My sort of confession/receipt

This post has naughty language. 

I had written this post in July four days before I started at the Ritzville Journal. It was a confession of sorts that included me taking a shot at someone who I’ve known for years. Our friends have flaws, sure, but there are things about them where you can say “No, I don’t want to be like you.”

I remember as clear as day. The day I announced I was moving to Wolf Point, he was having the pool table installed in the basement. He wasn’t angry up front, but I could sense he wasn’t thrilled about my decision to leave. It’s kind of like when you’re moving away from home and your cat is pissed at you and knows your leaving. Later he said “well statistics say that 66 percent of graduates don’t use their college degree.” I knew he was full of shit because he never graduated college and his employees, while they had their college degrees, didn’t use them.

That was four years ago. Fast forward to now and this person, who owned a financial services company, was terminated because he did some unethical things involving his coworkers.

You shouldn’t hold anger and bitterness in your heart, but you also know when to leave a toxic environment. And while I have some great memories of us, I know that leaving Spokane was for the best.

I got a little Facebook reminder thing reminding me that it was four years ago when I left for Wolf Point Montana for what would turn out to be a cup of coffee.

Fast forward to now and I’m about to make a similar move to Ritzville. This has stirred some different thoughts that will come out this post.

First off, I’m blessed/fortunate/(insert other word) to be able to still be employed in a field where I get to use my degree. I’ve never had anyone say – to my face anyways – that I was doing was a waste of time or my favorite line “you know journalism is dying right.?”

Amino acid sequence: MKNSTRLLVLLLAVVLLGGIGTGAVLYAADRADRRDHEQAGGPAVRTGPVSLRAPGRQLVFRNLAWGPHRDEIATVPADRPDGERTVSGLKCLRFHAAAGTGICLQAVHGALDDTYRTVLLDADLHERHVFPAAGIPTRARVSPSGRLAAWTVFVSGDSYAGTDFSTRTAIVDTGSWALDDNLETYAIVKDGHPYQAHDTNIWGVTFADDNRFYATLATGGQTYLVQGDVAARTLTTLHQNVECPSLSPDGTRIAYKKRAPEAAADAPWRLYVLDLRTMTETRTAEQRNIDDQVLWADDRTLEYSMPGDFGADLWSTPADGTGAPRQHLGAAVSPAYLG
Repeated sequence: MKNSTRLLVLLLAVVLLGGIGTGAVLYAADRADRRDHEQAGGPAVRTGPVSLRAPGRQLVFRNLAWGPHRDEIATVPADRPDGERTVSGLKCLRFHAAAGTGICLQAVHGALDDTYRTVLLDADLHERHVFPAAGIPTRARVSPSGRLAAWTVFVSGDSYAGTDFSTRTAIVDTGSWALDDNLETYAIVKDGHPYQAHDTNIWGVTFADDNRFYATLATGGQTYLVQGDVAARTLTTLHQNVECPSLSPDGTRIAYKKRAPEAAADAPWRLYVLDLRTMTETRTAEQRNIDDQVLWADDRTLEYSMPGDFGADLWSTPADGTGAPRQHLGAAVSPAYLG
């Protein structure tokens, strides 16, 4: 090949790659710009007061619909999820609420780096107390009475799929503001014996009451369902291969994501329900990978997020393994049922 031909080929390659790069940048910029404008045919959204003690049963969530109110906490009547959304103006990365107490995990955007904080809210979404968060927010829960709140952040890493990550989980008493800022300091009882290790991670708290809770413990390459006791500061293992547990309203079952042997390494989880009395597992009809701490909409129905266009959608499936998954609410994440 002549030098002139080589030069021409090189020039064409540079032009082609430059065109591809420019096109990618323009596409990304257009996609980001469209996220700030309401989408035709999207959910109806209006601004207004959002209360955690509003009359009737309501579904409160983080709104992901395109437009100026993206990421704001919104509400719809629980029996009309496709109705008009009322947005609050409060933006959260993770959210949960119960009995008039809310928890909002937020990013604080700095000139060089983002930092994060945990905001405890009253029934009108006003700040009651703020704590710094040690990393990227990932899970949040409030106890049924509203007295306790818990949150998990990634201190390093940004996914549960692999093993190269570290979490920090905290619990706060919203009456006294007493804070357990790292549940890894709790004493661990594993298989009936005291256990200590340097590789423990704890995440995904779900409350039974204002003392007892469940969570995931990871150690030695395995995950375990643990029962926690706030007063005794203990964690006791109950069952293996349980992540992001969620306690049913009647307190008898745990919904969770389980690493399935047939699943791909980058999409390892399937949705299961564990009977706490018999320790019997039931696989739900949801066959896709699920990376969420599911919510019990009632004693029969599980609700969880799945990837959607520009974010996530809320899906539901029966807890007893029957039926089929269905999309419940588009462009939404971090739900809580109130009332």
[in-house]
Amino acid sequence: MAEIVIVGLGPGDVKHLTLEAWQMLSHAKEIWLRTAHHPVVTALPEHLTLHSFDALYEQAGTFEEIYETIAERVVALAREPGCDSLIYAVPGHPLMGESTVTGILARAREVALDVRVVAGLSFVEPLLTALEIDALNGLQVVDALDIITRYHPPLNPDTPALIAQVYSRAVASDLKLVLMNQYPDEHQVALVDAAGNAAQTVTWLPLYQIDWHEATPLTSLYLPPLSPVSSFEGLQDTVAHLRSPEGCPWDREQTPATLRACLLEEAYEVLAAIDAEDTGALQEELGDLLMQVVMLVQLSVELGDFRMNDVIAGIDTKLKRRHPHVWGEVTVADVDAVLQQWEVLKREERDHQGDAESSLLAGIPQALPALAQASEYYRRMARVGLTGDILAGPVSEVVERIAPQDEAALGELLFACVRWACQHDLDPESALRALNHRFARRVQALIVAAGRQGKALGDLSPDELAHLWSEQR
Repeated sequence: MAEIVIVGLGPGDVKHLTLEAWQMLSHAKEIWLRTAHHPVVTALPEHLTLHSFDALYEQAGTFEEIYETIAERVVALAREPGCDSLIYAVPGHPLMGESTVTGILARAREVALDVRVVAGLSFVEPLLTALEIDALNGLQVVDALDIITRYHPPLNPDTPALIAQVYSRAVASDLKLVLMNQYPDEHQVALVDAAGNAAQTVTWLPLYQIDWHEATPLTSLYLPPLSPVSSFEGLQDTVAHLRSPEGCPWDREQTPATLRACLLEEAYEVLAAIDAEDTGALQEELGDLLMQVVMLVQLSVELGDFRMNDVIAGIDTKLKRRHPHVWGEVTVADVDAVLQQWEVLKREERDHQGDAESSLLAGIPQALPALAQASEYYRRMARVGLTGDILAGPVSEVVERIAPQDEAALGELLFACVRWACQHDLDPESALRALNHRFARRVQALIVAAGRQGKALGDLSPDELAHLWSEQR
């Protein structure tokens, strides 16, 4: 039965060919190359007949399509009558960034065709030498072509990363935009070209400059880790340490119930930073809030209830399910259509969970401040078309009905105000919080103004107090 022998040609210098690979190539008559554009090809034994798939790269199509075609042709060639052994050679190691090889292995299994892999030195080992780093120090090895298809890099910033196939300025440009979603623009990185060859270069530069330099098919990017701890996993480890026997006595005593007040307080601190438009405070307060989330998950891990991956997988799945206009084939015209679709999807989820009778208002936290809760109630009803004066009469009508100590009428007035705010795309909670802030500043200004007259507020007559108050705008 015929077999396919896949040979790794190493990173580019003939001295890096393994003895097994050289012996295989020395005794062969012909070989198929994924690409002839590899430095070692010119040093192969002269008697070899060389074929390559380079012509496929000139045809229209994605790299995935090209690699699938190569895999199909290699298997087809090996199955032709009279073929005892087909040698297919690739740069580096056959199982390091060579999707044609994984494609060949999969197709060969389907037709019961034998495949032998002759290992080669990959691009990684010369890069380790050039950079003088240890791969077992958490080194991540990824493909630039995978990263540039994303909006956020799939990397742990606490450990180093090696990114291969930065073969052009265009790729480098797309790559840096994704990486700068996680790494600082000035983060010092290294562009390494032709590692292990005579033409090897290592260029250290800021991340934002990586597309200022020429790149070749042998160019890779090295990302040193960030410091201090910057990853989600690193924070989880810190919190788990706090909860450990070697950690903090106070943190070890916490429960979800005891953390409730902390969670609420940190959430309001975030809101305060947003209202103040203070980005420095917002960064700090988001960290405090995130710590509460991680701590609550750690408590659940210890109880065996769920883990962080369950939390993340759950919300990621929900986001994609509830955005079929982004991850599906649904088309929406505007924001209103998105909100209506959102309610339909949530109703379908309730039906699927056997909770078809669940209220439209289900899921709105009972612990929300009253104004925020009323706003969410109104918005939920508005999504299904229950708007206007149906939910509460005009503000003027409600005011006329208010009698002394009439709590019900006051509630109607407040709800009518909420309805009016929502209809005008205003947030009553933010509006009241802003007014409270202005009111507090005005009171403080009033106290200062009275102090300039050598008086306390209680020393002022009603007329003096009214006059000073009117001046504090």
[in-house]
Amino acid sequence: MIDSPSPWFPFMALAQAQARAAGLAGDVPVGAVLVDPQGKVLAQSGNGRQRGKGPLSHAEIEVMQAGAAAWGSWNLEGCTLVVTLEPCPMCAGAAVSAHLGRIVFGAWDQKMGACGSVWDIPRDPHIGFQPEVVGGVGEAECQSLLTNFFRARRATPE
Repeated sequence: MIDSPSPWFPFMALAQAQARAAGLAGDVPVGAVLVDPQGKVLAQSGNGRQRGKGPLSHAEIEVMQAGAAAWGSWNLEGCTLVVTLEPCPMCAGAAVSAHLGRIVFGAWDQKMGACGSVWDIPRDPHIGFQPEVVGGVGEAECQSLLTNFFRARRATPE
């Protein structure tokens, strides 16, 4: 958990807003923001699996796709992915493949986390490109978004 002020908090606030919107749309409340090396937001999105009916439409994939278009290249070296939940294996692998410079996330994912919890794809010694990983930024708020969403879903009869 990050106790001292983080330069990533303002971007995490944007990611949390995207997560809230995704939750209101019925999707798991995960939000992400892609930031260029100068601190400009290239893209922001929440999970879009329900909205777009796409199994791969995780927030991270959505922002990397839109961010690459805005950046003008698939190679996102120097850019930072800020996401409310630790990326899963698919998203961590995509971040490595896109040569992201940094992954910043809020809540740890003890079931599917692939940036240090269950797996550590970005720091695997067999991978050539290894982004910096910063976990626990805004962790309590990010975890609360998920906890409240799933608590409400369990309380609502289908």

The closest came when I was about to leave for Montana and someone said “Well statistics say that 66 percent of people don’t use their degree.” People don’t always understand the path you choose and that’s fine. But you shouldn’t let someone try and talk you out of your goals or shame you for taking a risk, especially if you know they’re full of shit and have no idea what they’re talking about.

I’ve known people in business – mostly younger people – who looked down one someone because they were going down a different path than them. I understand, college isn’t for everyone – I’ve learned this the hard way. After finishing college and starting in journalism, I looked down people who were still working at the Arches – mainly the people who had goals and didn’t pursue them but instead took a manager’s position. For that I apologize, it was my stupid arrogance.

What’s really important is pursuing a goal that makes your life better and happy, whether it’s becoming a millionaire, owning a modest home or just achieving your dreams. Sometimes it takes years for that to happen. Like many memes, I saw friends who were graduating college, getting married and having kids. You’re happy for them, but you want those same things but you’re making excuses as to why you haven’t started laying the foundation for things to happen. I’m glad to at least have checked one of those off the list.
At that IPW show, I met one wrestler, Holidead, who has been wrestling for a few years and has gone to different indy promotions across the country. I got an 8×10 of her autographed but our exchange was short, there were several little girls who wanted to meet her. I wanted to chat with her and ask how she got started, who her influences are and her goals. I also wondered how many people told her – and the other wrestlers who performed – “don’t do that, you’ll fail.”

That reminds me of one guy who said I should “take drugs and work at McDonalds for 10 years” instead of writing. I later learned that he had a full-ride to a school but didn’t attend because he didn’t want to fail. Then I understood a little bit more about him. You can acknowledge failure as a possibly, but you shouldn’t let that stop you. If you’re afraid to fail, then you’ll never try. The people who will tell you that you will fail, have failed themselves and stopped trying.

If it takes longer for you to complete your goals, that’s fine. Keep working at them. If you find something else that is your passion, that’s great too. Just keep chugging along.

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